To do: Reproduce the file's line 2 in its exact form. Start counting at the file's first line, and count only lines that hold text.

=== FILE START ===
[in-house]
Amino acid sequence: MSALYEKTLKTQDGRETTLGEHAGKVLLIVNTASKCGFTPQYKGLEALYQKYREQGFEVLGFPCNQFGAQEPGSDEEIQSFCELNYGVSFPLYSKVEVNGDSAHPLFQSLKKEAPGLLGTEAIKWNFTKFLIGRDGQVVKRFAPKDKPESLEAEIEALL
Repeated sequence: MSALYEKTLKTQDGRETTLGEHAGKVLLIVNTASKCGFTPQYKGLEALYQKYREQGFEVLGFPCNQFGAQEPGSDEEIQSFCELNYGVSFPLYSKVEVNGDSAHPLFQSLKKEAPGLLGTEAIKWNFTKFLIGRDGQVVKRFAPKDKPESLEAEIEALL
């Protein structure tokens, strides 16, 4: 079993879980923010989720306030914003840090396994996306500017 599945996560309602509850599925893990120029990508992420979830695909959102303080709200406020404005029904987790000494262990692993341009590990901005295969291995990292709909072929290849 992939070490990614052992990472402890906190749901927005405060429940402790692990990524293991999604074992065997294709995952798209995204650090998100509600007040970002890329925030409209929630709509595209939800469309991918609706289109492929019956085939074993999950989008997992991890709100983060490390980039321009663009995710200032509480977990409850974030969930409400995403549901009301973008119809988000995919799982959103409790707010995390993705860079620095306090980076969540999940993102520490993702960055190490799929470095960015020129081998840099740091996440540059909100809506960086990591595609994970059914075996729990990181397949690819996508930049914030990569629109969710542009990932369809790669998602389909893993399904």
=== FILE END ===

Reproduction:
Amino acid sequence: MSALYEKTLKTQDGRETTLGEHAGKVLLIVNTASKCGFTPQYKGLEALYQKYREQGFEVLGFPCNQFGAQEPGSDEEIQSFCELNYGVSFPLYSKVEVNGDSAHPLFQSLKKEAPGLLGTEAIKWNFTKFLIGRDGQVVKRFAPKDKPESLEAEIEALL